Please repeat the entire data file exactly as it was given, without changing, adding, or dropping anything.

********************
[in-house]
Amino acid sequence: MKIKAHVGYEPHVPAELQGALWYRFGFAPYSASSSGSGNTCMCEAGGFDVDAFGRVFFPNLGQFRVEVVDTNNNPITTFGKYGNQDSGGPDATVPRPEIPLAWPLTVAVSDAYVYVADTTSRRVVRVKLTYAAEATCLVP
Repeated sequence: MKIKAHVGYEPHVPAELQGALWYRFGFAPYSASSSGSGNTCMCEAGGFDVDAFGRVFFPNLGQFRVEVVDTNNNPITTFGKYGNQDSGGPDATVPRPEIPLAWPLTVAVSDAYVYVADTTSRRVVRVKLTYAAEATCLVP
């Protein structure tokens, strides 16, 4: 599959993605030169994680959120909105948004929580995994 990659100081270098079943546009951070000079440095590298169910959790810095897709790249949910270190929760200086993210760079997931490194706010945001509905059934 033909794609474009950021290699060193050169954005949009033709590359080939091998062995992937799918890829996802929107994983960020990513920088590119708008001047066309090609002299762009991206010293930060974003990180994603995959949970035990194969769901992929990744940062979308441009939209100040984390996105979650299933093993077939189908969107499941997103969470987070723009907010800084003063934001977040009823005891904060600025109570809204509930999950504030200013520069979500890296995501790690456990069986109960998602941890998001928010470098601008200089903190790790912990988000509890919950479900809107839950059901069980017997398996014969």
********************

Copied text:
[in-house]
Amino acid sequence: MKIKAHVGYEPHVPAELQGALWYRFGFAPYSASSSGSGNTCMCEAGGFDVDAFGRVFFPNLGQFRVEVVDTNNNPITTFGKYGNQDSGGPDATVPRPEIPLAWPLTVAVSDAYVYVADTTSRRVVRVKLTYAAEATCLVP
Repeated sequence: MKIKAHVGYEPHVPAELQGALWYRFGFAPYSASSSGSGNTCMCEAGGFDVDAFGRVFFPNLGQFRVEVVDTNNNPITTFGKYGNQDSGGPDATVPRPEIPLAWPLTVAVSDAYVYVADTTSRRVVRVKLTYAAEATCLVP
């Protein structure tokens, strides 16, 4: 599959993605030169994680959120909105948004929580995994 990659100081270098079943546009951070000079440095590298169910959790810095897709790249949910270190929760200086993210760079997931490194706010945001509905059934 033909794609474009950021290699060193050169954005949009033709590359080939091998062995992937799918890829996802929107994983960020990513920088590119708008001047066309090609002299762009991206010293930060974003990180994603995959949970035990194969769901992929990744940062979308441009939209100040984390996105979650299933093993077939189908969107499941997103969470987070723009907010800084003063934001977040009823005891904060600025109570809204509930999950504030200013520069979500890296995501790690456990069986109960998602941890998001928010470098601008200089903190790790912990988000509890919950479900809107839950059901069980017997398996014969």